The PBS NewsHour this evening featured another round of “Iraq: Is It a Civil War or Not? And If It Is, What Difference Does It Make?” (The game will never take off with a title like that.)
On hand was Donald Kagan, a history professor from Yale. He started out by saying that he felt the discussion–is it or isn’t it?–is “frivolous.” Check.
Then he went on to say he feels the debate over what to call the conflict is “a calculated effort on the part of those people who would like to see the United States flee from its responsibilities in Iraq to use a term that is more frightening, more dangerous-sounding than simply the kind of uprising that they’ve been dealing with and decide that it’s a civil war in order to make it a more frightening prospect to try to win this thing and persuade Americans that it’s hopeless and they should go away.”
A “civil war” is more frightening than what we’ve been dealing with? The discussion has been ginned up by people who want the United States to flee its responsibilities? Here’s an alternative theory, respectfully submitted to Dr. Kagan: Maybe people are just trying to understand what the heck it is we are involved in. The people who were putatively responsible for knowing what they were getting us all into have demonstrated they had less than no idea what to expect in Iraq and have been incapable of telling the truth about it for going on four years now. Maybe once we have some understanding of the situation–if it’s not too late for that–maybe we can decide whether the instinct to pack up and leave is sound or not.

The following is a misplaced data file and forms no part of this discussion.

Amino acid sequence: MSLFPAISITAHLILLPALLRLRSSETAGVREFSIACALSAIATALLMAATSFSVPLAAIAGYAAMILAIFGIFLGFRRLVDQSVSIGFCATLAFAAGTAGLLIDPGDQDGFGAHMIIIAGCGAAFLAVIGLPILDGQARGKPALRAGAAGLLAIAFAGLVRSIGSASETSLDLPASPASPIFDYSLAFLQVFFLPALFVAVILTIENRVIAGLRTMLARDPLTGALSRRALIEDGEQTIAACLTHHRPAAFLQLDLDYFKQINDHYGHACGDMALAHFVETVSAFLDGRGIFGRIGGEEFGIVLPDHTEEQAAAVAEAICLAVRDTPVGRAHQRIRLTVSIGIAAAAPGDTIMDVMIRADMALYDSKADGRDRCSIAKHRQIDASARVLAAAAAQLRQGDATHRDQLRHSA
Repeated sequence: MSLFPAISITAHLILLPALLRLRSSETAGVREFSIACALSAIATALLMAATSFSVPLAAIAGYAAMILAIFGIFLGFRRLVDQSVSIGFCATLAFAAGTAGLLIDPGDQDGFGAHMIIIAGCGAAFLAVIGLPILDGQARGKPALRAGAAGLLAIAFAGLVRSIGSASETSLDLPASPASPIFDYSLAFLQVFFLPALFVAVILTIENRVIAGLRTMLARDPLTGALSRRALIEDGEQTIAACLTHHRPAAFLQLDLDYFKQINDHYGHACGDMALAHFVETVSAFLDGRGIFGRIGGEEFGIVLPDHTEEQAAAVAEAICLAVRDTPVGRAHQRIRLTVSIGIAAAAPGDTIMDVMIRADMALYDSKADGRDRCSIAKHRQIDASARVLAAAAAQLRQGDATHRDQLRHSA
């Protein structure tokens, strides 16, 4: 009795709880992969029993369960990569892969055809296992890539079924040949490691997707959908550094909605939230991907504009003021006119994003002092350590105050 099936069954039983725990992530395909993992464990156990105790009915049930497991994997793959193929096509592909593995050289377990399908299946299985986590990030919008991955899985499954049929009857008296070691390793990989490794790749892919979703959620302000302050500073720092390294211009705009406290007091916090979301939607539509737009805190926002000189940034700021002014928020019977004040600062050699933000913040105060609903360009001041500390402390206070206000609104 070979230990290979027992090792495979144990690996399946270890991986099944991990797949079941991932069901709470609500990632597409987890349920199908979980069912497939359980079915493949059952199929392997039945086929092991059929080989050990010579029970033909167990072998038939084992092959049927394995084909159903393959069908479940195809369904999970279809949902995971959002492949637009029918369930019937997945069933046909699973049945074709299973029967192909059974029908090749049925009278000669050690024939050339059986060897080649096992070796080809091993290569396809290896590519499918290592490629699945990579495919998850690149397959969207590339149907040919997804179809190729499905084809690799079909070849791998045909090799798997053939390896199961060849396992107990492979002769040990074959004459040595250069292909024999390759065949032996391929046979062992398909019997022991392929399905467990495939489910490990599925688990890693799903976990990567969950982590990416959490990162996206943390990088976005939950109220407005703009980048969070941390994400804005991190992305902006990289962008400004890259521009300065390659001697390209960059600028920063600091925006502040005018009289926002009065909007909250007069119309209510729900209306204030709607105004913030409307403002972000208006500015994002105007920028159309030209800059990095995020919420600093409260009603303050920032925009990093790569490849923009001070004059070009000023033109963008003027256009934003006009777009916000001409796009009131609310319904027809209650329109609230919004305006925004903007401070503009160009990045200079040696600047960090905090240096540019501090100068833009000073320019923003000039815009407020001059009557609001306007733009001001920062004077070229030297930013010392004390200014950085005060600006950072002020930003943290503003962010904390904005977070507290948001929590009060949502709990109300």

Eventually, the “NewsHour” interviewer got around to lobbing Kagan a real softball. Something along the lines of, “Professor, does this kind of semantic argument happen in every war?” Kagan’s answer:
“The best historical example that jumps into my mind is the American Civil War, which I don’t remember anyone calling it that during the time. The South referred to it as the War Between the States to suggest they were within their rights in breaking away from the other states, and up here in Connecticut we referred to it as the rebellion of 1861. And it’s that sort of thing that’s characterized this kind of issue throughout history.”
What jumped into my mind when I heard Kagan say that was the phrase, “We are now engaged in a great civil war.” He’s right that “anyone” did not say that. Lincoln did, in the Gettysburg Address, which he sure enough made “during the time.” Somewhere or other, someone can tell us the very first time the term civil war was used to describe that conflict; it’s doubtful Lincoln was the first.
Technorati Tags: iraq